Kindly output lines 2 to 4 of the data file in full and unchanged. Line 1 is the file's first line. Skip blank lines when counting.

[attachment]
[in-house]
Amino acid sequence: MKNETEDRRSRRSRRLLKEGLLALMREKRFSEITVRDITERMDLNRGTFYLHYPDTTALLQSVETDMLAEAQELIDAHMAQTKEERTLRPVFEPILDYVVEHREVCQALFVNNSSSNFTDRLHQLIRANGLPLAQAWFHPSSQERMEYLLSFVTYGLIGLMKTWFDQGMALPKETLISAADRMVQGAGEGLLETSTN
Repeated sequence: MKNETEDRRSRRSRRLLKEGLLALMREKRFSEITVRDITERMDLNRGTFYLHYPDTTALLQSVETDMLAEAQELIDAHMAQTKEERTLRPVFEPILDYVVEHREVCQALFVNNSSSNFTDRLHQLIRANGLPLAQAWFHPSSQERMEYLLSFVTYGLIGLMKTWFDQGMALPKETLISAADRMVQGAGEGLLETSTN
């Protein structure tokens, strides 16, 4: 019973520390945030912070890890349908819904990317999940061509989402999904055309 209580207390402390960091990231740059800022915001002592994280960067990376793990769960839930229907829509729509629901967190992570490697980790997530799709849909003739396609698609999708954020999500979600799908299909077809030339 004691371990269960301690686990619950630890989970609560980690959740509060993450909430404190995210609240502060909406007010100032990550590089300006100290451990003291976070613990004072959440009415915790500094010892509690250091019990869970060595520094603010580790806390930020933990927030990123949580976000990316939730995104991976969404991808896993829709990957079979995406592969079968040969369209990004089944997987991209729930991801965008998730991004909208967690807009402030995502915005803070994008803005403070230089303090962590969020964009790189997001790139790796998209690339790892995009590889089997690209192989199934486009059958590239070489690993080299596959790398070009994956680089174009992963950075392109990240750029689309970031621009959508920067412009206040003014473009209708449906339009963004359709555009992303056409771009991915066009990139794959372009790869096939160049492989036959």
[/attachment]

Amino acid sequence: MKNETEDRRSRRSRRLLKEGLLALMREKRFSEITVRDITERMDLNRGTFYLHYPDTTALLQSVETDMLAEAQELIDAHMAQTKEERTLRPVFEPILDYVVEHREVCQALFVNNSSSNFTDRLHQLIRANGLPLAQAWFHPSSQERMEYLLSFVTYGLIGLMKTWFDQGMALPKETLISAADRMVQGAGEGLLETSTN
Repeated sequence: MKNETEDRRSRRSRRLLKEGLLALMREKRFSEITVRDITERMDLNRGTFYLHYPDTTALLQSVETDMLAEAQELIDAHMAQTKEERTLRPVFEPILDYVVEHREVCQALFVNNSSSNFTDRLHQLIRANGLPLAQAWFHPSSQERMEYLLSFVTYGLIGLMKTWFDQGMALPKETLISAADRMVQGAGEGLLETSTN
């Protein structure tokens, strides 16, 4: 019973520390945030912070890890349908819904990317999940061509989402999904055309 209580207390402390960091990231740059800022915001002592994280960067990376793990769960839930229907829509729509629901967190992570490697980790997530799709849909003739396609698609999708954020999500979600799908299909077809030339 004691371990269960301690686990619950630890989970609560980690959740509060993450909430404190995210609240502060909406007010100032990550590089300006100290451990003291976070613990004072959440009415915790500094010892509690250091019990869970060595520094603010580790806390930020933990927030990123949580976000990316939730995104991976969404991808896993829709990957079979995406592969079968040969369209990004089944997987991209729930991801965008998730991004909208967690807009402030995502915005803070994008803005403070230089303090962590969020964009790189997001790139790796998209690339790892995009590889089997690209192989199934486009059958590239070489690993080299596959790398070009994956680089174009992963950075392109990240750029689309970031621009959508920067412009206040003014473009209708449906339009963004359709555009992303056409771009991915066009990139794959372009790869096939160049492989036959």